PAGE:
The Importance of Credit Risk Analysis on Export Accounts

In a world that continues to advance and become more integrated than ever before, it is important to recognize the risk associated with this globalization. Globalization is the process of increasing cross-border interaction and assimilation of various aspects of human activity, particularly through trade and financial flows. Companies increasingly do business abroad to diversify and expand their sources of revenue and profitability. As such, a credit professional should understand the aspects of international credit risk. Aside from commercial risk, the two main types of risk in international sales are political and sovereign.

Political risk can be defined as the risk an investment’s return could suffer as a result of political changes or instability in a country. For example, a change in government could lead to discriminatory regulations, contract breaches, currency alterations, or even civil war. If you are wondering if there is an increase in political risk on a global scale, the answer is yes. Between 2007 and 2015, the number of conflicts increased twofold. These events can place downward pressure on your customer’s profits and / or business goals, which in turn could hurt your company’s bottom line.

Any risk arising on chances of a government failing to make a debt repayment or defaulting on a loan is called sovereign risk. The strength or weakness of a country’s banking system, in addition to the depth of its capital markets, are important factors to monitor. Debt obligations have the potential to become a fiscal burden or impair fiscal flexibility. Should a government fail to repay its obligations, it could send its country into a tailspin, having a negative impact on global markets as a whole.

After assessing the above risks, what might a credit professional consider to mitigate such risks? Letters of credit (“LC”) are typically used in international sales, as they provide an increased level of security for both parties. Essentially, letters of credit are “a method of shifting the credit risk from the customer to a financial institution issuing the LC” (Journal of Business Credit). This means that the issuing bank has agreed to cover the transaction and that the seller will be paid subject to meeting the conditions noted in the letters of credit. However, we note letters of credit are costly.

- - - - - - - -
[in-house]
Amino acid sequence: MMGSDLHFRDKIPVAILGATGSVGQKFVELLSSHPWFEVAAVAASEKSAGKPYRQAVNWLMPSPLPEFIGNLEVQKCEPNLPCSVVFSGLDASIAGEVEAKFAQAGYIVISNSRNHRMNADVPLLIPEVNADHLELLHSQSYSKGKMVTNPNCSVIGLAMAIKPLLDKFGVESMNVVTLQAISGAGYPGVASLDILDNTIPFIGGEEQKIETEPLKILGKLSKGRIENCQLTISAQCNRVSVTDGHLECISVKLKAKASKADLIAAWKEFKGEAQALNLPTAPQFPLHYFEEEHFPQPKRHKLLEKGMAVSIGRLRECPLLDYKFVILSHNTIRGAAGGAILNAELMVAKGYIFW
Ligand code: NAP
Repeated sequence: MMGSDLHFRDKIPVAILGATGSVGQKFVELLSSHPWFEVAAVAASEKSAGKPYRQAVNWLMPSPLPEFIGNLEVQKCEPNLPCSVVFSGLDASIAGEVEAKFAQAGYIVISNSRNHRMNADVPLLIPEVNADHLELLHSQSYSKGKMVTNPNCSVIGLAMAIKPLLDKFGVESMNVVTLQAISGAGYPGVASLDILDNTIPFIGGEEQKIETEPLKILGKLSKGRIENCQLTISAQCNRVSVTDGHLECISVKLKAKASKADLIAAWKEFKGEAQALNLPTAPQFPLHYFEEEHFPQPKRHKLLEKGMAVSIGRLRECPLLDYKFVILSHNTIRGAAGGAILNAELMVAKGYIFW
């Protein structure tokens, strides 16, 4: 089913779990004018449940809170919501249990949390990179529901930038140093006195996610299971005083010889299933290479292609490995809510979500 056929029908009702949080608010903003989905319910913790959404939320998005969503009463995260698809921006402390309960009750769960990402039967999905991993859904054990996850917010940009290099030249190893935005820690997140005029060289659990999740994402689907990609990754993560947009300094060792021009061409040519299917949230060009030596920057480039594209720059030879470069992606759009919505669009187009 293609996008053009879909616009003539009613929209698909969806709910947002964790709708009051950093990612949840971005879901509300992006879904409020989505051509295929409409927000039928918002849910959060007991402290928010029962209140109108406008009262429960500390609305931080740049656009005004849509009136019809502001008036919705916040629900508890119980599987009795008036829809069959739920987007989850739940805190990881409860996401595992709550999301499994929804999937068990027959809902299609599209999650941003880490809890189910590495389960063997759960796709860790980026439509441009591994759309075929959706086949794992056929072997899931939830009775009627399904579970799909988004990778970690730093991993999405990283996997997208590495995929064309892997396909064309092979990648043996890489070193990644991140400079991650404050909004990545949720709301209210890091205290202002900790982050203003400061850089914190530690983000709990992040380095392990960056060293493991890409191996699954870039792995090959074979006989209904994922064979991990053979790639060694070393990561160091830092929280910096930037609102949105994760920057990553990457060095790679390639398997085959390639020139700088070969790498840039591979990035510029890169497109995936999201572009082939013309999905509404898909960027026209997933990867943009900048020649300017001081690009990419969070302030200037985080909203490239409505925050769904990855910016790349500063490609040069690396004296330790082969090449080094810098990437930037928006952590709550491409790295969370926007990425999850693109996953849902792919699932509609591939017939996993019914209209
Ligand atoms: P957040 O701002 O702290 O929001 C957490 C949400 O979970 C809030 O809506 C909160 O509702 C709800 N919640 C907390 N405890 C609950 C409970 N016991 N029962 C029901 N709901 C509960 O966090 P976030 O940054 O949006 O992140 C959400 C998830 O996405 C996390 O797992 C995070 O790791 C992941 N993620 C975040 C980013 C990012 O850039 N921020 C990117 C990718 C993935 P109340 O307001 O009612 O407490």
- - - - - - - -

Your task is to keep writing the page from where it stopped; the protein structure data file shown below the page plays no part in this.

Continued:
EXIM Bank (Export-Import Bank of the United States), is also another option in this situation. EXIM works with private banks so exporters can secure financing for overseas sales through a working capital loan guarantee. We see many companies choosing credit insurance as a means to eliminate the need for letters of credit, to level the competitive playing field, and offer attractive open credit terms with foreign customers. Export credit insurance will protect your business from non-payment of commercial debt.

Financial and political woes can have significant implications on a company’s business. Although this is often overlooked, a credit professional needs to understand how it could influence their international customer’s credit profile.

Sources: ProfitGuard, Coface, and Standard & Poor’s 

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The Importance of Credit Risk Analysis on Export Accounts

How to Buy Credit Risk Insurance II

This article is broken down into 6 key sections, with the intent of helping you understand the process of determining your credit risk insurance needs and then how to buy it.

 

2. Locate the Right Credit Risk Specialist to Assist You

 

Why this is important, what to look for

Credit insurance can be an extremely valuable tool for your company, and one that more than pays for itself in any number of ways as previously noted. However, as a custom tailored program, there is no standard “off the shelf” policy you can buy that will automatically be the right fit for your specific needs and circumstances. Further complicating the matter is the fact that there are only a few providers specializing in this type of coverage, and they each have their own risk appetites, underwriting philosophies and contract wording.